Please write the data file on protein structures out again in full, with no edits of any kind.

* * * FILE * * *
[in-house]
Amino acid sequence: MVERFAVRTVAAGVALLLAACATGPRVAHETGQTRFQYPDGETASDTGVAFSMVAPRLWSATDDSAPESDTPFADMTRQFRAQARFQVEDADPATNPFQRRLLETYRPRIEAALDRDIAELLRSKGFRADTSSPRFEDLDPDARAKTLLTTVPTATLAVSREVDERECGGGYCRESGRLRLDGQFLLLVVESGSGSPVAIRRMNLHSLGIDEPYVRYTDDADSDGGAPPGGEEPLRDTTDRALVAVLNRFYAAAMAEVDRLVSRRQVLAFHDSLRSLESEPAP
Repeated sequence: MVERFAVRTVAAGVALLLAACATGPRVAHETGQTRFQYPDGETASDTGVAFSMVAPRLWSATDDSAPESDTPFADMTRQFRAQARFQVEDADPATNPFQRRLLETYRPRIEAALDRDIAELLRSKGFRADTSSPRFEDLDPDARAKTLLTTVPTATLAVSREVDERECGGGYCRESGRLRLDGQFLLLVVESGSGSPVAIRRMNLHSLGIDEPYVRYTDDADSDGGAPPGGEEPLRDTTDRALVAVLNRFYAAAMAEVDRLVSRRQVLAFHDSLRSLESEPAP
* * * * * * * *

[in-house]
Amino acid sequence: MVERFAVRTVAAGVALLLAACATGPRVAHETGQTRFQYPDGETASDTGVAFSMVAPRLWSATDDSAPESDTPFADMTRQFRAQARFQVEDADPATNPFQRRLLETYRPRIEAALDRDIAELLRSKGFRADTSSPRFEDLDPDARAKTLLTTVPTATLAVSREVDERECGGGYCRESGRLRLDGQFLLLVVESGSGSPVAIRRMNLHSLGIDEPYVRYTDDADSDGGAPPGGEEPLRDTTDRALVAVLNRFYAAAMAEVDRLVSRRQVLAFHDSLRSLESEPAP
Repeated sequence: MVERFAVRTVAAGVALLLAACATGPRVAHETGQTRFQYPDGETASDTGVAFSMVAPRLWSATDDSAPESDTPFADMTRQFRAQARFQVEDADPATNPFQRRLLETYRPRIEAALDRDIAELLRSKGFRADTSSPRFEDLDPDARAKTLLTTVPTATLAVSREVDERECGGGYCRESGRLRLDGQFLLLVVESGSGSPVAIRRMNLHSLGIDEPYVRYTDDADSDGGAPPGGEEPLRDTTDRALVAVLNRFYAAAMAEVDRLVSRRQVLAFHDSLRSLESEPAP